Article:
The inadequate long-term efficacy of anti-arrhythmic therapy has been one of the main reasons for the development of non-pharmacological interventions for patients with atrial fibrillation such as catheter and surgical ablation. This has greatly increased interest in the functional morphology and electrophysiological properties of the atria and related anatomical structures. This article is the second of a two-part review that aims to provide anatomical and functional details concerning some of the principal anatomical sites commonly targeted by ablative procedures for treating atrial fibrillation, and covers pulmonary veins, ganglionated plexi, caval veins, and the ligament of Marshall. It also provides some general information about site-specific ablation procedures.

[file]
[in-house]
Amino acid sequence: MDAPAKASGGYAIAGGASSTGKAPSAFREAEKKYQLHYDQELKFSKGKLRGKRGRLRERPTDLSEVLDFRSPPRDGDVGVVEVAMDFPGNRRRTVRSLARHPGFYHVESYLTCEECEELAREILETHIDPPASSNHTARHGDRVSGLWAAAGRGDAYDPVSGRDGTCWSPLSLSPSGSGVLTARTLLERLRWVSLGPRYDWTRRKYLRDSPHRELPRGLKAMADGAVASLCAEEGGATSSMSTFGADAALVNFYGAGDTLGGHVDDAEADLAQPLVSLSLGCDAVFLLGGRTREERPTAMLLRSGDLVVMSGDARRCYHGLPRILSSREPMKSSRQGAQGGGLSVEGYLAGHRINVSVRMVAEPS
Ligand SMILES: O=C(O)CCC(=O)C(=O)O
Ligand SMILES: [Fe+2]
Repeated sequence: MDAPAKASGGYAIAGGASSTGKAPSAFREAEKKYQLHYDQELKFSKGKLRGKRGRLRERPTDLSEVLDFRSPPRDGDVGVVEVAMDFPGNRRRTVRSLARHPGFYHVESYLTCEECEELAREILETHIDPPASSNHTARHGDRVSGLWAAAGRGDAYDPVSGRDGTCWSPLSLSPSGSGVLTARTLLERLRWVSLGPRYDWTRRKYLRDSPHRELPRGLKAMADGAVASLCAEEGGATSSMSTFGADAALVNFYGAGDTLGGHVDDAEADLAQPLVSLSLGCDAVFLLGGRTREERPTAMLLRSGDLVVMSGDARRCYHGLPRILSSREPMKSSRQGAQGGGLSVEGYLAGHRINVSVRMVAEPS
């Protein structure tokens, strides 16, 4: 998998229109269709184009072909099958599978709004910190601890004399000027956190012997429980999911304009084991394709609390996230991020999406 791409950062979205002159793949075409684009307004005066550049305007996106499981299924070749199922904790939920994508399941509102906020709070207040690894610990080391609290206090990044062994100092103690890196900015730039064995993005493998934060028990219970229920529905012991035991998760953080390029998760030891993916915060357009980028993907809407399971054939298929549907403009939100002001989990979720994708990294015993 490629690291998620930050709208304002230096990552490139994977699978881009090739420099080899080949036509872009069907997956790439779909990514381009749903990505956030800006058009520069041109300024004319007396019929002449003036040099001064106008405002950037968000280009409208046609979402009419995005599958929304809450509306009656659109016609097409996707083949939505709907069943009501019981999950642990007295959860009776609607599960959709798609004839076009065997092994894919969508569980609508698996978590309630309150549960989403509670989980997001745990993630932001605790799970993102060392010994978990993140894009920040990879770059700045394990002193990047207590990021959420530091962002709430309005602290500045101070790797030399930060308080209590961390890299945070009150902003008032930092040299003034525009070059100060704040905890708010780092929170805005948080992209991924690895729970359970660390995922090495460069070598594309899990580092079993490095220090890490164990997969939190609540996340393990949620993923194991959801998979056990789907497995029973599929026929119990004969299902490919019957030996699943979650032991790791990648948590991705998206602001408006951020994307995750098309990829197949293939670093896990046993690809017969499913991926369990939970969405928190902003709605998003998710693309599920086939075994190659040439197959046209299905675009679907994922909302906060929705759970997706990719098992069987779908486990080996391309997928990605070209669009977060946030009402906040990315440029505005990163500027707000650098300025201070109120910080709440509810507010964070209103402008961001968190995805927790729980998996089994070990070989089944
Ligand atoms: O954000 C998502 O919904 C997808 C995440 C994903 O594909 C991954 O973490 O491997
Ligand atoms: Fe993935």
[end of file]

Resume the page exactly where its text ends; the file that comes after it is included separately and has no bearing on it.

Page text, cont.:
Morphology and pathophysiology of target anatomical sites for ablation procedures in patients with atrial fibrillation: Part II: Pulmonary veins, caval veins, ganglionated plexi, and ligament of Marshall / Corradi D;Callegari S;Gelsomino S;Lorusso R;Macchi E. - In: INTERNATIONAL JOURNAL OF CARDIOLOGY. - ISSN 0167-5273. - 168:3(2013), pp. 1769-1778. [10.1016/j.ijcard.2013.06.141]
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